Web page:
The analysis in this report is based on telephone interviews conducted January 9-14, 2019 among a national sample of 1,505 adults, 18 years of age or older, living in all 50 U.S. states and the District of Columbia (388 respondents were interviewed on a landline telephone, and 1,117 were interviewed on a cell phone, including 724 who had no landline telephone). The survey was conducted by interviewers under the direction of SSRS. A combination of landline and cell phone random digit dial samples were used; both samples were provided by Marketing Systems Group. Interviews were conducted in English and Spanish. Respondents in the landline sample were selected by randomly asking for the youngest adult male or female who is now at home. Interviews in the cell sample were conducted with the person who answered the phone, if that person was an adult 18 years of age or older. Within the cell phone RDD frame, two strata were defined: numbers flagged as a pre-paid phone and numbers not flagged as such. Numbers servicing a pre-paid phone were sampled at a somewhat higher rate than other numbers. The weighting procedure corrected for the different sampling rates. For detailed information about our survey methodology, see https://www.pewresearch.org/methodology/u-s-survey-research/.
The combined landline and cell phone sample is weighted using an iterative technique that matches gender, age, education, race, Hispanic origin and nativity and region to parameters from the 2016 Census Bureau’s American Community Survey one-year estimates and population density to parameters from the Decennial Census. The sample also is weighted to match current patterns of telephone status (landline only, cell phone only, or both landline and cell phone), based on extrapolations from the 2016 National Health Interview Survey. The weighting procedure also accounts for the fact that respondents with both landline and cell phones have a greater probability of being included in the combined sample and adjusts for household size among respondents with a landline phone. To account for the oversample of pre-paid cell phone sample, an adjustment was made to the data before the sample was balanced to population parameters. The sample was adjusted so that the proportion of prepaid numbers in the entire sample matched the proportion of prepaid numbers in the base sample. The margins of error reported and statistical tests of significance are adjusted to account for the survey’s design effect, a measure of how much efficiency is lost from the weighting procedures.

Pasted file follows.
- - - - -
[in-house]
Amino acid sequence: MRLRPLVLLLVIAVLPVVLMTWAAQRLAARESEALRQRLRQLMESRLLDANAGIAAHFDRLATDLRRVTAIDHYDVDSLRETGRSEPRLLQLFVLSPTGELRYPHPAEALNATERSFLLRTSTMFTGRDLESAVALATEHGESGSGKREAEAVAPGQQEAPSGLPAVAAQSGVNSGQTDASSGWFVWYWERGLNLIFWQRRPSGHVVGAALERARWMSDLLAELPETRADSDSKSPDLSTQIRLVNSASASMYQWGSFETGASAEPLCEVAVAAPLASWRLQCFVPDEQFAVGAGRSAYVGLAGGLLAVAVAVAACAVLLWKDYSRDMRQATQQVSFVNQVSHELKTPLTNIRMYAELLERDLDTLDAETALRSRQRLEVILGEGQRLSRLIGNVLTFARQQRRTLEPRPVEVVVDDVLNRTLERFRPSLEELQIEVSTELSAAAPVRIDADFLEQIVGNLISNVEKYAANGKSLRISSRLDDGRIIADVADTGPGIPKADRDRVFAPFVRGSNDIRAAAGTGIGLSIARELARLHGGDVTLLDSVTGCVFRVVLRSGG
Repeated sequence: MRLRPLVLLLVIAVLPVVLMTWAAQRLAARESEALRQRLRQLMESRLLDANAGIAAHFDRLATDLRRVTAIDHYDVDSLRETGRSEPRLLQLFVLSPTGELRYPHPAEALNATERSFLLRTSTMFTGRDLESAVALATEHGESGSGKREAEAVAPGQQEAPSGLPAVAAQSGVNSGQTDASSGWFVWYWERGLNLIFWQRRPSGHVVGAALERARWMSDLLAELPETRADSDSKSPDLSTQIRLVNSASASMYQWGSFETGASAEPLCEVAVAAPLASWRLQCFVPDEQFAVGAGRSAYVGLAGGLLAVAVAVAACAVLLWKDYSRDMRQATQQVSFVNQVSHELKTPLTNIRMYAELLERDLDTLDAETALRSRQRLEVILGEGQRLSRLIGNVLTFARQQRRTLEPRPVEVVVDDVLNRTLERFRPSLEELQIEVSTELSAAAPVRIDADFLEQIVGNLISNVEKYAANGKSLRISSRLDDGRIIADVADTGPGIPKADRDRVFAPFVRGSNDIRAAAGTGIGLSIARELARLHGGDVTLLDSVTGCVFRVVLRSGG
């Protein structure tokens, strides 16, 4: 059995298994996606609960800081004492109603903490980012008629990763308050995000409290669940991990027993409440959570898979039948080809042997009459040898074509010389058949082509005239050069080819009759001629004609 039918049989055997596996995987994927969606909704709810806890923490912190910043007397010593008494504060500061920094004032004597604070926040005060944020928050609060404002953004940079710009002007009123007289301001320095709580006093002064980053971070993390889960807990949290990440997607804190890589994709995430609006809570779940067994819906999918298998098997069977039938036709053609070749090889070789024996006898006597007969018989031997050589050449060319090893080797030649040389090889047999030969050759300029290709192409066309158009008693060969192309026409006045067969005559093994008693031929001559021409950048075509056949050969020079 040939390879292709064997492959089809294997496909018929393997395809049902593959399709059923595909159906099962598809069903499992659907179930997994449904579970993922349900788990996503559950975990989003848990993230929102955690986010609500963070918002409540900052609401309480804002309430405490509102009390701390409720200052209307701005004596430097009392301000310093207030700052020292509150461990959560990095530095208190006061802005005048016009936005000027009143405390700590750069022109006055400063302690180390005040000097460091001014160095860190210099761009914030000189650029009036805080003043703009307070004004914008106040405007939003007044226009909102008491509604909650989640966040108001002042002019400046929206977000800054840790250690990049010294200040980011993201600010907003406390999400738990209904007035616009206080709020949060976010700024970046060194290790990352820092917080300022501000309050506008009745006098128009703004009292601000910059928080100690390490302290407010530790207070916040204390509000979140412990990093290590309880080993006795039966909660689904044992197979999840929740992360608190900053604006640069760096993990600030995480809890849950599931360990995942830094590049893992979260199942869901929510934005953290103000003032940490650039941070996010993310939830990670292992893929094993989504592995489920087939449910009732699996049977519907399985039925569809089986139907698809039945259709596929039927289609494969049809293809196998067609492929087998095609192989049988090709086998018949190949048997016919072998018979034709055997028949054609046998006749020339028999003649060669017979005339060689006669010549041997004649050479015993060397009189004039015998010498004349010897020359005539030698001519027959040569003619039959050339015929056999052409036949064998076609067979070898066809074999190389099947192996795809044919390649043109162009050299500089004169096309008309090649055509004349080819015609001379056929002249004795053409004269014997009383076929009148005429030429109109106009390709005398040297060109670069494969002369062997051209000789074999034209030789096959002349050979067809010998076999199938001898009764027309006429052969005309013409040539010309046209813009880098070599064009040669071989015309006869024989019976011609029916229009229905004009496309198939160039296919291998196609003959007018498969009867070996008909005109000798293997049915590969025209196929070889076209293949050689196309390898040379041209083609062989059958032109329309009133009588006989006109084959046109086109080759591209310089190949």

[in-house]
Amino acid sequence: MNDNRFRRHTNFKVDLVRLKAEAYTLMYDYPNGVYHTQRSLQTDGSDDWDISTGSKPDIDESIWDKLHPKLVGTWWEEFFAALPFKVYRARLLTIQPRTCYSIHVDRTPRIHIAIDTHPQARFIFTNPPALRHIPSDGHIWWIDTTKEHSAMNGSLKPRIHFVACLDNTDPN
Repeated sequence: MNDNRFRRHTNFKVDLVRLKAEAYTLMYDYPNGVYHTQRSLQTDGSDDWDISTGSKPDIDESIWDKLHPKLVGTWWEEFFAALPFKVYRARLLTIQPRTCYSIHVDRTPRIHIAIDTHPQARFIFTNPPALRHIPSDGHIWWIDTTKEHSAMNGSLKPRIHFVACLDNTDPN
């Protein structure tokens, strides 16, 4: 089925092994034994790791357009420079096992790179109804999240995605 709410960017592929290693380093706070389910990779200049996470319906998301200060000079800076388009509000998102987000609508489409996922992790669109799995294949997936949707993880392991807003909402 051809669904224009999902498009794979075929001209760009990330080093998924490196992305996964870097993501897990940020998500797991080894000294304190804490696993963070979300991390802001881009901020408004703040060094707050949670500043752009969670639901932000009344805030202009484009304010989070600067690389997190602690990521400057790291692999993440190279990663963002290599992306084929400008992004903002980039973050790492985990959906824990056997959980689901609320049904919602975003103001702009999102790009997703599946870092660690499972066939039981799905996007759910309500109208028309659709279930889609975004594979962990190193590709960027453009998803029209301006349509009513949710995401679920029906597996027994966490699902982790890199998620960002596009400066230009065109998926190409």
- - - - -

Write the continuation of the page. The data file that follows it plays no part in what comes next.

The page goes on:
The following table shows the unweighted sample sizes and the error attributable to sampling that would be expected at the 95% level of confidence for different groups in the survey:
Sample sizes and sampling errors for other subgroups are available upon request.
In addition to sampling error, one should bear in mind that question wording and practical difficulties in conducting surveys can introduce error or bias into the findings of opinion polls.
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